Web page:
That being said, nowadays it requires a huge life change to become vegetarian, especially if you have a big appetite. You have to invest considerable time into learning what to eat and how to prepare it. It may take years to become proficient, unless you have a lot of support from friends and a lot of motivation. Most vegetarians at college years ago were quite unhealthy, myself included.

    Also, looking at it deeper what is the real reason for you(anyone) to become vegan/vegetarian? One person will not reduce the amount of animal products that are produced or thus the amount of suffering. I'm not making an accusation, it's just an open question. If you want to support vegan-friendly brands of food or companies, for example, you could do that without "becoming" a vegetarian.

  8. David - Those are some excellent points, thank you. Part of the problem of becoming a vegitarian, for other such as myself, is that I am 6'0 225lbs and such, have a huge appeitie. Meat is, unfortunatly, a staple of my food consumption, and been a meat eater for 35 years. It take a good amount of effort to make such a life altering change.

    Perhaps, one could start slow, with small things like David said, and buying animal friendly products and companies, and reducing meat intake gradually.

    As our community of Buddhists grows, and spread to different segments of the population, so will the amount of non-vegitartian's coming into the practice. I think this is an important question that will pop up again and again over the next 20-30 years.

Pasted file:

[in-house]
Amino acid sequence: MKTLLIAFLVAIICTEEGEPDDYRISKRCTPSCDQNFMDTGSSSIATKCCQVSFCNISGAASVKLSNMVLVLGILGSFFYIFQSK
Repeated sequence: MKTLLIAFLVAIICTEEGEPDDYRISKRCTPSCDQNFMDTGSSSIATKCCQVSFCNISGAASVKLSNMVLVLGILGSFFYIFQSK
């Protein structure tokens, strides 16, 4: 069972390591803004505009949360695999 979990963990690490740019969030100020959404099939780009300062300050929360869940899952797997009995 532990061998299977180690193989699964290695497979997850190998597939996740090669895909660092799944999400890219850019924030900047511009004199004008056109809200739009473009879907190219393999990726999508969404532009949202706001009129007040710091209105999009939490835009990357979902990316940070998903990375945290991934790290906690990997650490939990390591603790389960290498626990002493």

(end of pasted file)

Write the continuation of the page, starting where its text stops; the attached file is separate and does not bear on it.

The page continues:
9. Three things:

    I have a series of posts on my blog about switching to a plant-based diet, and one of the posts addresses the transition itself, i.e. how you might feel as you make the change. If you are interested, it's here:

    Second thing: I haven't eaten meat in several years and I love to BBQ. A standard summer BBQ for my family would be red peppers, squash, tomatoes, and a fruit such as peaches - all foods from the farmer's market - perhaps with homemade vegan sausage or marinated portobello mushrooms for a heavier meal, served over whole-grain couscous or brown rice with some homemade relish on the side. We frequently host vegan BBQs and nobody goes home hungry or unsatisfied.

    Finally, from a clinical perspective, a few extra inches of height or a few extra pounds of weight does not actually change the necessity of caloric input in a substantial way. I'm 5'11, which is quite tall for a woman, and I work out a lot and have a heavy frame, and a vegan diet is perfectly sufficient for my needs. There are even vegan bodybuilders, whose supposed caloric needs are vastly expanded. Individual concerns do need to be addressed, but in our privileged culture, with such a wide variety of foods available to us, it's pretty much impossible to go hungry.

  10. I've been vegetarian twice for 2 years each time. Both times I decided to do it because I'd rather not kill animals if I don't have to. Both times I stopped because I lost my motivation - maybe I would kill an animal to eat it. The whole time I never missed meat. There is plenty of great vegetarian stuff. Both times I felt better at first, but as time went by I may not have felt as well, it's hard to be sure; maybe I wasn't getting all the nutrition I needed.

    I certainly agree with the arguments for vegetarianism, or at least much much less meat eating. Being vegetarian or vegan would be much easier if the society was built around it...Currently it's not 'hard' but it takes more effort to get enough food and the right nutrition. BTW I'm 6'2" and 210, I lost 10 pounds gradually after going vegetarian and my heart tremors stopped.

  11. Have traditions espousing vegetarianism existed before our times?